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THE DYNAMICS OF WIND IN THE VICINITY OF PROGRESSIVE WATER WAVES.
STANFORD UNIV CA DEPT OF CIVIL ENGINEERING
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This paper presents a fundamental study of the dynamics of wind in the vicinity of progressive water waves. The normal pressure distribution and the structure of the velocity profile immediately shows progressive water waves are investigated. The theory of Miles 1957 on the generation of surface waves by shear flows predicts a phase shift between the pressure distribution along a wavy surface and the wave itself. This shift becomes responsible for the transfer of energy from air to water due to normal pressure, thereby causing the waves to grow. An experimental verification of this theory is sought. The aerodynamic perturbation-pressure at the air-water interface was measured under two conditions 1 the pressure sensor following the water surface and 2 the pressure sensor fixed in space above the crest. The results indicate that a pressure shift does exist as predicted by Miles within the assumptions of the theory. Furthermore, the results demonstrate clearly the importance of using a pressure sensor which follows the water surface in obtaining meaningful pressures at the air-water interface. The boundary layer above the water surface was also investigated and the results correlated with the measured pressures. Mean velocity profiles with and without mechanically-generated waves as well as instantaneous velocity profiles above the crest and trough of a mechanically-generated wave were obtained. Contrary to what is normally assumed, the results indicate that there exists a difference in structure between the boundary layer in the vicinity of water waves and that along a flat plate.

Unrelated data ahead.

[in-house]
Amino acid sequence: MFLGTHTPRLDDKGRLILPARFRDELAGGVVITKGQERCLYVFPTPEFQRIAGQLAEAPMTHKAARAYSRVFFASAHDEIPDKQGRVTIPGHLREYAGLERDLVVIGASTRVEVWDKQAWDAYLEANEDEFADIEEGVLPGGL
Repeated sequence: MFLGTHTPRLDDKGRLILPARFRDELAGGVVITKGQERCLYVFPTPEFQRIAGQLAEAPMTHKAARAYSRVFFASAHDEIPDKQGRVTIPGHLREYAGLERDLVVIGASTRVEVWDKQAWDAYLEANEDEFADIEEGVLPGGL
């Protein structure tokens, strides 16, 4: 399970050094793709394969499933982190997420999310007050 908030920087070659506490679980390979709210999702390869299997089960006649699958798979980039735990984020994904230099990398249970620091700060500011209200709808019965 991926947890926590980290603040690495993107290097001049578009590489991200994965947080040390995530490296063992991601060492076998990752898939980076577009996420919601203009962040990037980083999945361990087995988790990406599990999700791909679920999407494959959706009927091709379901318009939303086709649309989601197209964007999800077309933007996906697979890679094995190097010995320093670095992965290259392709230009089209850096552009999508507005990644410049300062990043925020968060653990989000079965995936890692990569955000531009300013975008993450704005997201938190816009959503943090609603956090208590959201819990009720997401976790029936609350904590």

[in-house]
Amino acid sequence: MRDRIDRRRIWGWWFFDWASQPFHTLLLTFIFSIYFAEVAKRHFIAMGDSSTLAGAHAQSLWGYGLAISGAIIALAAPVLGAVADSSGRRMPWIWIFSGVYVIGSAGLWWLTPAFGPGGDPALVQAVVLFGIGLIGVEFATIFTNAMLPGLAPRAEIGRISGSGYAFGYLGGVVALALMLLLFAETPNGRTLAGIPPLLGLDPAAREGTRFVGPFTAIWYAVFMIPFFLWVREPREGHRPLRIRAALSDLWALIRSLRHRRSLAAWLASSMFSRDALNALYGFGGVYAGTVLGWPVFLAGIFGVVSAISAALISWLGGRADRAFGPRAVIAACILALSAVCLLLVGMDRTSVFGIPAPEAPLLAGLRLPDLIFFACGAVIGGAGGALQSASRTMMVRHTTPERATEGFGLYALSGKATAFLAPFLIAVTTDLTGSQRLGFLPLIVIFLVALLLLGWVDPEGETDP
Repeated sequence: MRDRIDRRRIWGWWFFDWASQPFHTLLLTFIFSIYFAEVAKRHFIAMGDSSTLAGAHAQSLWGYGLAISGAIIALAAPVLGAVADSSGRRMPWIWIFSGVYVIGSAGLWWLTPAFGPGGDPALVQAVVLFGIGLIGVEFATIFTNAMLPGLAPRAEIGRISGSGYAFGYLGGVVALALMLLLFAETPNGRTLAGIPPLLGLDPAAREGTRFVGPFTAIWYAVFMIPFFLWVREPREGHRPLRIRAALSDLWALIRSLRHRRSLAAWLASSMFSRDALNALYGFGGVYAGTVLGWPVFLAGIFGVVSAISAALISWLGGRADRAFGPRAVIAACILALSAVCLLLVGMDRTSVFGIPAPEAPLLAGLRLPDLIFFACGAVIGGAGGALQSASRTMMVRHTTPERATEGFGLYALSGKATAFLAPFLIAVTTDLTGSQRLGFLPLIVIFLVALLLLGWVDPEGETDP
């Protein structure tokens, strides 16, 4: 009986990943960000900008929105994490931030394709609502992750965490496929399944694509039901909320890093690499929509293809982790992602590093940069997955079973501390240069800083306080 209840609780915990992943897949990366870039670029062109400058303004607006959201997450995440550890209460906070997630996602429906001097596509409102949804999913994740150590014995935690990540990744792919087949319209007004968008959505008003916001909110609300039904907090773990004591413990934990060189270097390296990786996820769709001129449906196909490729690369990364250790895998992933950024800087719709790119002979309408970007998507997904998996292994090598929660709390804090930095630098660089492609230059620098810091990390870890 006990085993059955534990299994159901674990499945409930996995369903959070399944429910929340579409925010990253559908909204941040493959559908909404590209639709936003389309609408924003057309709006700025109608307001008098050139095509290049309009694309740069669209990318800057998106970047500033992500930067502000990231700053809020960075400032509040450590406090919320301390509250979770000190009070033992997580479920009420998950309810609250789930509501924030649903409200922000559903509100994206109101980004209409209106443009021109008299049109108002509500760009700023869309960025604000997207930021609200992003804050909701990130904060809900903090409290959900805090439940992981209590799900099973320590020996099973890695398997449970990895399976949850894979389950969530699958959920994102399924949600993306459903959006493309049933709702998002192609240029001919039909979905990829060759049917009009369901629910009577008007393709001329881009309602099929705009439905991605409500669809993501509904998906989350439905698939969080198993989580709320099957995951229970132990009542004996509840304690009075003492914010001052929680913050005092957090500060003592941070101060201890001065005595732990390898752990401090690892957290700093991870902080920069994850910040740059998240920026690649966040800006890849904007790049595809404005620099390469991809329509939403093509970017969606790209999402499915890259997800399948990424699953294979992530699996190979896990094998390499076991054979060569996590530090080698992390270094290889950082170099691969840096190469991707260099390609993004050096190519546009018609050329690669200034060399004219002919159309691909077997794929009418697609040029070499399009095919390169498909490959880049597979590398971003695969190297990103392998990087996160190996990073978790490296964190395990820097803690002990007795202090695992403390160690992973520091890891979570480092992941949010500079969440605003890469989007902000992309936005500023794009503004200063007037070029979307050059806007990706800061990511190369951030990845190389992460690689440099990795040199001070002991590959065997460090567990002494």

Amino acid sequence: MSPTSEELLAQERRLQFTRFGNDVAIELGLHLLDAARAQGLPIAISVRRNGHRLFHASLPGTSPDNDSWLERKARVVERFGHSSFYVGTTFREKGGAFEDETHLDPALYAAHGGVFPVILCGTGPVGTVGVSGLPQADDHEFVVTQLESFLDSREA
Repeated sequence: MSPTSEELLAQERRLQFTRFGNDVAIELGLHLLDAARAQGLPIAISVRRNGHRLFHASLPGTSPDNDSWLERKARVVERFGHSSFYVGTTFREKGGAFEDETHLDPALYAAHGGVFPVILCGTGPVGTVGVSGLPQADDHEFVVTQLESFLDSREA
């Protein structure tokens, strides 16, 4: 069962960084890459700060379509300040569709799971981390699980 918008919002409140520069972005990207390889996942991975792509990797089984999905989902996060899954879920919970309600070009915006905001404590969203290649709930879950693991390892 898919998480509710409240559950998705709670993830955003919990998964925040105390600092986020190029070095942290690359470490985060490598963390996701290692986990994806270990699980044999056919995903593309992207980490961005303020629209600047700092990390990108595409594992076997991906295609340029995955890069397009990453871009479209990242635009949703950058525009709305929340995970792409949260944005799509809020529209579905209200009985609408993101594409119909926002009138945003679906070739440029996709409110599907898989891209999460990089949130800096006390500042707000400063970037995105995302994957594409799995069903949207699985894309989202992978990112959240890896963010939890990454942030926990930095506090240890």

APPROVED FOR PUBLIC RELEASE